The Federal Government, through the Attorney General of the Federation and Minister of Justice, Abubakar Malami, (SAN) will on Monday (today) resume the trial of suspected Boko Haram insurgents detained in various locations of the country.
A press statement by the Special Adviser to the AGF on Media and Publicity, Mr. Salihu Isah, said on Sunday that the second phase of the trial at the Kainji detention facility in Niger State would begin on Monday (today).
The statement said “Resumption of trial arose from the conclusion of investigation of over 1,000 suspects as ordered by the court during its proceedings of October 2017 by the Office of the Honourable Attorney General of the Federation and Minister of Justice.”
He explained that suspects with prima facie cases would be prosecuted, while others without it would have applications made for their discharge.
According to him, “those discharged will undergo a process of de-radicalisation.”
Isah said the de-radicalisation exercise would be conducted by the Office of the National Security Adviser the concerned suspects would be released to their various families.
He added, “Recall, this exercise which is a concerted effort of the Federal Ministry of Justice and the Office of the National Security Adviser kicked off in Kainji, Niger State on Monday, October 9, 2017.
“Four judges were allocated to four dedicated courts to handle the trial located in a military facility in Kainji while defence counsel were provided for those suspects without capacity to hire private legal practitioners to defend them.
“Unlike the first phase which was restricted, this phase is opened with some civil society groups, including human rights organisation and journalists invited to witness the proceedings.
“Already, about 82 Boko Haram detainees have so far benefitted from the Federal Government’s window to plead guilty to secure low jail terms or unconditional release which is part of President Muhammadu Buhari administration’s concerted effort to boost its human right records and decongest the nation’s prisons.
“As a result, about 45 convictions have also been pronounced by the trial judges in the four syndicated courts established by then acting Chief Judge of the Federal High Court, Abuja, Justice Abdu Kafarati. The various Boko Haram suspects were sentenced to jail terms ranging from two years to 15 years and with most of them backdated to the date of their detention.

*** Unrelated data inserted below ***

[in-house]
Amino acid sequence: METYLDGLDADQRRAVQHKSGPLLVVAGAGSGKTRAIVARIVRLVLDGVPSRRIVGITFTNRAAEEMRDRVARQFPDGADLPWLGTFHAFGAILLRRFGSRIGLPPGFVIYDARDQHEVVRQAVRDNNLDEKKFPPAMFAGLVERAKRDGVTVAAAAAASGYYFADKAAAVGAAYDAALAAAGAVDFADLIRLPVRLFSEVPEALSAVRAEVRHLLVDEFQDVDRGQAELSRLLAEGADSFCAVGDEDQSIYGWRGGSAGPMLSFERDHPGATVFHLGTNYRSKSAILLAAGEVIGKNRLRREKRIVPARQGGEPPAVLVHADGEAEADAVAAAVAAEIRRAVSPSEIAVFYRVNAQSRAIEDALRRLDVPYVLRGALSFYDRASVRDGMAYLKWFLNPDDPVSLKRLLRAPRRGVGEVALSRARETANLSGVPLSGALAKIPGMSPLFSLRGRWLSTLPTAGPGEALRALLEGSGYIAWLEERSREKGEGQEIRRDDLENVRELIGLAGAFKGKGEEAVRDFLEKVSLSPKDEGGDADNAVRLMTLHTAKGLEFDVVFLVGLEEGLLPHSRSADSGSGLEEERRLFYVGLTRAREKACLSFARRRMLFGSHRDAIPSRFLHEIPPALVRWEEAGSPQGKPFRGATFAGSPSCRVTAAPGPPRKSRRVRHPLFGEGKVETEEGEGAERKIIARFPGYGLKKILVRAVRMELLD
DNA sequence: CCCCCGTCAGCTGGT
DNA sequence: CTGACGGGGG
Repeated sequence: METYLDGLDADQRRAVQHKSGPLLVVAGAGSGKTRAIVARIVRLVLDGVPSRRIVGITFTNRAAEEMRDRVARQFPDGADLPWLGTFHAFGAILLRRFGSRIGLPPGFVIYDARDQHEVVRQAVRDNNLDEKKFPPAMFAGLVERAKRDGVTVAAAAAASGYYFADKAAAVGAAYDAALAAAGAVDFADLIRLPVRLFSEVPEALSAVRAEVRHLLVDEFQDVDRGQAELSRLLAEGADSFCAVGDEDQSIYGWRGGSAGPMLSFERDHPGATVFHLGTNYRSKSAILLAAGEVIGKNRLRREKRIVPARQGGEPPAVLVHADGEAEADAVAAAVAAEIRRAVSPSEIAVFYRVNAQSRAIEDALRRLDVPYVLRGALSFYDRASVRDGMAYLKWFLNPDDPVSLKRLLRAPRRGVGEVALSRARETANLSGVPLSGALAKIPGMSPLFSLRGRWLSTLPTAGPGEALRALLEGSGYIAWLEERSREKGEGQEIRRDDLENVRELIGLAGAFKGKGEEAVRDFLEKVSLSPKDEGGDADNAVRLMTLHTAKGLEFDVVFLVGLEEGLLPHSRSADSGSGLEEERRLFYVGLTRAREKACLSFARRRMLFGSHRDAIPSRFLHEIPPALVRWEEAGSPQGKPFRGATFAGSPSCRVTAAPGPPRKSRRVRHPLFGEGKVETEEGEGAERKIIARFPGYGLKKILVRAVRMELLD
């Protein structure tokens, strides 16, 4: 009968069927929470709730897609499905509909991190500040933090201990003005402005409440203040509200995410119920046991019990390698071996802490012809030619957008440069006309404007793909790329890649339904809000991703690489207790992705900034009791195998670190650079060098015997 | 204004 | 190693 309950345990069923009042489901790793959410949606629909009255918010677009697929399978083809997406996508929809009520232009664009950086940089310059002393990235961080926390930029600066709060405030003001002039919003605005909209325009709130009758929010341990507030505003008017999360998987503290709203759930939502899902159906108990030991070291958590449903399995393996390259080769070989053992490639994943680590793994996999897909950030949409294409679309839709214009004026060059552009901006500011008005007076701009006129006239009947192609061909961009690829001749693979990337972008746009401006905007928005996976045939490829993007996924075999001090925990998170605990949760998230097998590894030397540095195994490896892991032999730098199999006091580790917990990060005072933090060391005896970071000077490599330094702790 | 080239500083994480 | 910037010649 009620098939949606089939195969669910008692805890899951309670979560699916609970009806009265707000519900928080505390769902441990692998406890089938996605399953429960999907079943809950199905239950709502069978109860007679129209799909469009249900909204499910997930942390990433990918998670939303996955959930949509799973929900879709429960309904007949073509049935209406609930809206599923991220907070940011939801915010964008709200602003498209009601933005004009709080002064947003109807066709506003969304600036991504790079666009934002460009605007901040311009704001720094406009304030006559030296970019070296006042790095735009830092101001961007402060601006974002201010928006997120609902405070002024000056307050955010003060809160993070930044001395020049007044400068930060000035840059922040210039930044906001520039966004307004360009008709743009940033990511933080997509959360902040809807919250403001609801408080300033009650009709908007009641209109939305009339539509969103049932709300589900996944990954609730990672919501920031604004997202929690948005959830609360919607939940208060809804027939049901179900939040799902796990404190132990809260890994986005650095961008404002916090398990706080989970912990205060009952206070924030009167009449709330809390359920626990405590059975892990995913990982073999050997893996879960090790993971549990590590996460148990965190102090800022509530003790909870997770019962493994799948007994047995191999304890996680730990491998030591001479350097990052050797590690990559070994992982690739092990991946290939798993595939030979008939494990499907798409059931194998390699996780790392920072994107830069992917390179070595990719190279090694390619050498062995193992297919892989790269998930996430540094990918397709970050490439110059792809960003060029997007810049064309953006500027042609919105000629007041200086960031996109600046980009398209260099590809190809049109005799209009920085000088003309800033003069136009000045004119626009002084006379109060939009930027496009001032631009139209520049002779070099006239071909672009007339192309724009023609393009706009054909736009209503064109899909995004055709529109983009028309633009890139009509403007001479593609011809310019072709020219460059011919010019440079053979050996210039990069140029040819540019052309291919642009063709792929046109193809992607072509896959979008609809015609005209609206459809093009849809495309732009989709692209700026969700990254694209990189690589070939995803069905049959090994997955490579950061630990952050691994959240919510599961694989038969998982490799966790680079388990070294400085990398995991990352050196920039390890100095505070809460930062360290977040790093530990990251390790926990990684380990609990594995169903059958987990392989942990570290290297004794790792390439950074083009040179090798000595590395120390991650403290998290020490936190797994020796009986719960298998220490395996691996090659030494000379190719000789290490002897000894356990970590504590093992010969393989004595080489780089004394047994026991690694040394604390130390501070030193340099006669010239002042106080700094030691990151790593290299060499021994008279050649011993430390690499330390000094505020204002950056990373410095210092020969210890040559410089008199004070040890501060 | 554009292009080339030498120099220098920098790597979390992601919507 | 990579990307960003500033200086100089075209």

“There are four categories of suspects at the Kainji detention facility who are classified as Boko Haram suspects who were hitherto investigated by the Joint Investigation Team set up by the Defence Headquarters otherwise known as DHQ/JIT.
“The case files of the suspected insurgents were then transmitted to the Honourable Attorney General of the Federation and after a careful review of the cases based on their individual merit, it was discovered that they have no prima facie cases that will sustain a charge against them in any court of law.
“As a result, they were recommended for release and hand over to the Office of the National Security Adviser for rehabilitation and/or de-radicalisation.
“The second category is the set of suspects that the Honourable Attorney General established prima facie cases against and charges already filed at the Federal High Court, Abuja Division who are also mostly in the detention facility under reference and may be willing to plead guilty for a lesser sentences.
“The third category are the suspects whose case files are either recommended for further investigation or that have no investigation conducted on them at all hence they do not have case files that will warrant the Honourable Attorney General of the Federation to form any opinion in respect of their case.
“Also, the fourth category is that of the suspects whose cases were reviewed and a prima facie were found and may be willing to opt for a full trial.”